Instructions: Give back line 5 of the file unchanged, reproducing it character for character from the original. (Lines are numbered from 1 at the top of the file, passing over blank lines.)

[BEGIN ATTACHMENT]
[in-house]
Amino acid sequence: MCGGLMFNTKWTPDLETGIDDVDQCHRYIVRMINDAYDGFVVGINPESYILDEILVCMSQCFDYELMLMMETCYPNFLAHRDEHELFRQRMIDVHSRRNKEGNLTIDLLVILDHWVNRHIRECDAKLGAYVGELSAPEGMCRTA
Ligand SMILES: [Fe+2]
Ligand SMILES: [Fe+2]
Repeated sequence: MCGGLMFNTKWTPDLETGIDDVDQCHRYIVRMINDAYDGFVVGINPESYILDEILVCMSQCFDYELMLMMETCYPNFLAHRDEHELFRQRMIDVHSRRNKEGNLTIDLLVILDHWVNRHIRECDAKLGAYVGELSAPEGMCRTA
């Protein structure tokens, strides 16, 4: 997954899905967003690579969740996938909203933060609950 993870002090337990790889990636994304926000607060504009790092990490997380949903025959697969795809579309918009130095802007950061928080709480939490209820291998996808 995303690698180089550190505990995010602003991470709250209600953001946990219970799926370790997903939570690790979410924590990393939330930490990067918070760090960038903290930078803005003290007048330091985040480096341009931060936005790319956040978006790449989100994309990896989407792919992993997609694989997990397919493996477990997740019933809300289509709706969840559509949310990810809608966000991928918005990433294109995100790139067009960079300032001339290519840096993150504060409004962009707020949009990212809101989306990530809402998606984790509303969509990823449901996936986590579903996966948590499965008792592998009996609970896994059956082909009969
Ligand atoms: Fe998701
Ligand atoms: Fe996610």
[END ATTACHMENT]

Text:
Repeated sequence: MCGGLMFNTKWTPDLETGIDDVDQCHRYIVRMINDAYDGFVVGINPESYILDEILVCMSQCFDYELMLMMETCYPNFLAHRDEHELFRQRMIDVHSRRNKEGNLTIDLLVILDHWVNRHIRECDAKLGAYVGELSAPEGMCRTA